Feb '96 Section IV LR Q25 (from official lsat superprep)

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Feb '96 Section IV LR Q25 (from official lsat superprep)

Postby tskela » Thu May 07, 2015 4:01 pm

"People's intentions cannot be, on the whole, more bad than good."

I don't quite understand the book's explanation for why A is correct. All the answer choices just confuse the hell out of me. What are the "claims" and the "beliefs" in the prompt that many of the answer choices refer to? Especially the "two claims" referenced in B and the "true belief" in A. I crossed out C, D and E but I'm having trouble understanding what both A and B mean.

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Re: Feb '96 Section IV LR Q25 (from official lsat superprep)

Postby giantswan » Fri May 15, 2015 7:28 pm

In case you still need this answered:

The first step is to make sure you understand the argument. I'm going to rephrase it below so that hopefully the premises/conclusion are clear.

Louis: If people's intentions were more bad than good, we would stop trusting each other and no society can survive without mutual trust. Therefore, people intentions are not more bad than good.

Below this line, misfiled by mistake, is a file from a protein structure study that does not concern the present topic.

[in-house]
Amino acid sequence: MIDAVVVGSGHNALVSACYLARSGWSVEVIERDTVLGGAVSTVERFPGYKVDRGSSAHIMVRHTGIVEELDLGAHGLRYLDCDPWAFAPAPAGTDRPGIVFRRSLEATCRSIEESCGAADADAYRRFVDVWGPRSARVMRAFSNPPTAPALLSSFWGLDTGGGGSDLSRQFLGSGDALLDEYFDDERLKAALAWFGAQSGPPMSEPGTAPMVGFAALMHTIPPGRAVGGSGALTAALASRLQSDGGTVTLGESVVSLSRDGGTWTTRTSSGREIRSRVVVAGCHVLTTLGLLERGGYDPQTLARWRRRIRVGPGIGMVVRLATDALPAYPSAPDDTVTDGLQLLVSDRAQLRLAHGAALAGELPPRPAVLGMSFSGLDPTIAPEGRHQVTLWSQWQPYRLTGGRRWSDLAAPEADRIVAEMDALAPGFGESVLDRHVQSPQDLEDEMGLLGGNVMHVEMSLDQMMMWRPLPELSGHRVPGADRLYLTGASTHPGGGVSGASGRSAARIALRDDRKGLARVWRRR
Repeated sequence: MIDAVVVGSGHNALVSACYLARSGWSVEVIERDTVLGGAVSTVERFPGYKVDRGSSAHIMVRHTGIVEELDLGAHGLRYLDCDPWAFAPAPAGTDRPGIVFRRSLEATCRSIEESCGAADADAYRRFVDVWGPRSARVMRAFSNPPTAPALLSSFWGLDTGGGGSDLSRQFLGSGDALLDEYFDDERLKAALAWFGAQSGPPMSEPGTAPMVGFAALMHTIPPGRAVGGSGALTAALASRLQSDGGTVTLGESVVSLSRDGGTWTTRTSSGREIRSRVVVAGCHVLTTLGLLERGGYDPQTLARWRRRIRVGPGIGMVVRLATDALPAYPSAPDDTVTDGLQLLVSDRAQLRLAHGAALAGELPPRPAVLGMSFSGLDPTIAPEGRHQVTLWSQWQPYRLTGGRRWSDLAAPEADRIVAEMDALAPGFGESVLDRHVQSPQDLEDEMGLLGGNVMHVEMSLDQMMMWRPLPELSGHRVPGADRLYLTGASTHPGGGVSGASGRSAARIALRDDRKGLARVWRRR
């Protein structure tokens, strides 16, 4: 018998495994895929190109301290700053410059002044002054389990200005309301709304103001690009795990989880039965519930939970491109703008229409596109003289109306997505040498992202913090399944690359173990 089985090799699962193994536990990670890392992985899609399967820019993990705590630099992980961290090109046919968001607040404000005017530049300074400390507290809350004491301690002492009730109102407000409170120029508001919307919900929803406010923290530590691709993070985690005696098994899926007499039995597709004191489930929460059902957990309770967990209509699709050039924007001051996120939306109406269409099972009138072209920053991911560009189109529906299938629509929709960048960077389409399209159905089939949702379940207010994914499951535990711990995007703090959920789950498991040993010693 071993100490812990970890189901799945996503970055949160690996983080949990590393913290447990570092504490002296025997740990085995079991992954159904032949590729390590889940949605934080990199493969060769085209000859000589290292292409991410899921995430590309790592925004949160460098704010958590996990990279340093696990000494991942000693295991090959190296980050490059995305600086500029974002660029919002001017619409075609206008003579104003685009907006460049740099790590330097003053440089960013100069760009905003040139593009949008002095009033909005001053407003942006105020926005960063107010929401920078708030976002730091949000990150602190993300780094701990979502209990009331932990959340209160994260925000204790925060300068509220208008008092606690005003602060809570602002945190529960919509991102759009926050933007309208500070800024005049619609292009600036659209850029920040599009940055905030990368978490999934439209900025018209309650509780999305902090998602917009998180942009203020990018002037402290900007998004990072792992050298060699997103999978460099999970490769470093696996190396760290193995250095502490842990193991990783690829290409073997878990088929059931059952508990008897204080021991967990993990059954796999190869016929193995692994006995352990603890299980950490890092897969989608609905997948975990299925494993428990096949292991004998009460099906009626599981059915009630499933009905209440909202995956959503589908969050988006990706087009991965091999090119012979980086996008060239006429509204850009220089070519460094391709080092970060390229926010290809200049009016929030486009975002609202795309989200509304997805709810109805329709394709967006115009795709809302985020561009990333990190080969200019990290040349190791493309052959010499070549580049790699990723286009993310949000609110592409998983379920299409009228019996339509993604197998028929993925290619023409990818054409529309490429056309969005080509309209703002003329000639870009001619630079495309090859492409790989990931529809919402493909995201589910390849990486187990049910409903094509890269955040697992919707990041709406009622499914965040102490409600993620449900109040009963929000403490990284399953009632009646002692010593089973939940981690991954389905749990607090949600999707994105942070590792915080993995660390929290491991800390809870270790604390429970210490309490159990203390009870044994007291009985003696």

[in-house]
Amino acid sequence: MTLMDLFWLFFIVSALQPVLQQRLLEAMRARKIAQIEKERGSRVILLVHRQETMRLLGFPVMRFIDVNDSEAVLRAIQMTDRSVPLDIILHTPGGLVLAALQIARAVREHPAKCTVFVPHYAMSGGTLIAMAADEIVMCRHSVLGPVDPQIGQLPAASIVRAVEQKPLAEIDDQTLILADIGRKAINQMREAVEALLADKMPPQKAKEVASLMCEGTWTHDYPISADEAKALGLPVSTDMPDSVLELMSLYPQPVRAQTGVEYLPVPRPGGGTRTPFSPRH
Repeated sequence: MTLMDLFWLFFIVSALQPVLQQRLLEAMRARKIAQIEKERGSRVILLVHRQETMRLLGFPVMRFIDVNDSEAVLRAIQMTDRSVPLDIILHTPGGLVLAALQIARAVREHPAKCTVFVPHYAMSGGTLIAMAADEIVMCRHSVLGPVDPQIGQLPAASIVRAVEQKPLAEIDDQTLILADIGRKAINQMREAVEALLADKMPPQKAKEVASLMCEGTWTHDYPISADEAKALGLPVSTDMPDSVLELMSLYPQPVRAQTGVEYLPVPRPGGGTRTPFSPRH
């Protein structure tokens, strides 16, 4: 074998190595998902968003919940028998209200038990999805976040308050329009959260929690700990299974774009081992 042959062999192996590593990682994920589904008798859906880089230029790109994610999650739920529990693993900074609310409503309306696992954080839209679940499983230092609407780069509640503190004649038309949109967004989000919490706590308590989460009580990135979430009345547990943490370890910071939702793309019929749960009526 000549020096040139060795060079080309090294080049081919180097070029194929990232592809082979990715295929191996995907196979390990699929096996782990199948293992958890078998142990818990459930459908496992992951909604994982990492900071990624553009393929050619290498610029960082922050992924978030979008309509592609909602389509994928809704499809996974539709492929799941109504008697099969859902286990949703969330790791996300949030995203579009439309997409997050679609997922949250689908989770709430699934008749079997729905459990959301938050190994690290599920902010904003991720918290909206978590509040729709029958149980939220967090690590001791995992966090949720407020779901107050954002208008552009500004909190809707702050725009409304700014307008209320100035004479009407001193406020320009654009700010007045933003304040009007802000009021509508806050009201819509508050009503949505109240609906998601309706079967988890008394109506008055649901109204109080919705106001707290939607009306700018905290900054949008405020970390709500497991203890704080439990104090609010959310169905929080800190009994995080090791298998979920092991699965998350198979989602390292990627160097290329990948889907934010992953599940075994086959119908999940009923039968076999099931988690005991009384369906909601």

Before you even get to the question stem, you should be thinking about whether this is a good argument - basically does the conclusion logically follow. The problem with this argument is pretty much that it is taking for granted that our society will survive. Broken down even further it is saying: "If X (people's intentions being bad) is true than Y (society not surviving) would happen. Therefore, X is not true." However that conclusion does not follow since there is absolutely no reason that we know of in our LSAT world that Y can't happen.

So looking at answer choices A and B:

A) In simpler terms: The argument is ignoring the possibility that a true belief (people's intentions being bad) can have negative consequences (society not surviving).

This is basically another way of saying what we figured out before reading the question stem/answer choices. The argument is telling us this belief is untrue because it leads to negative consequences, but there is no reason that we know of that those negative consequences can't happen. Sometimes beliefs do have negative consequences and the argument is ignoring that possibility.

B) I can't really explain this further than saying that it's simply not happening in the argument. Which may be why the answer choice didn't make sense to you.

Hope that helped.

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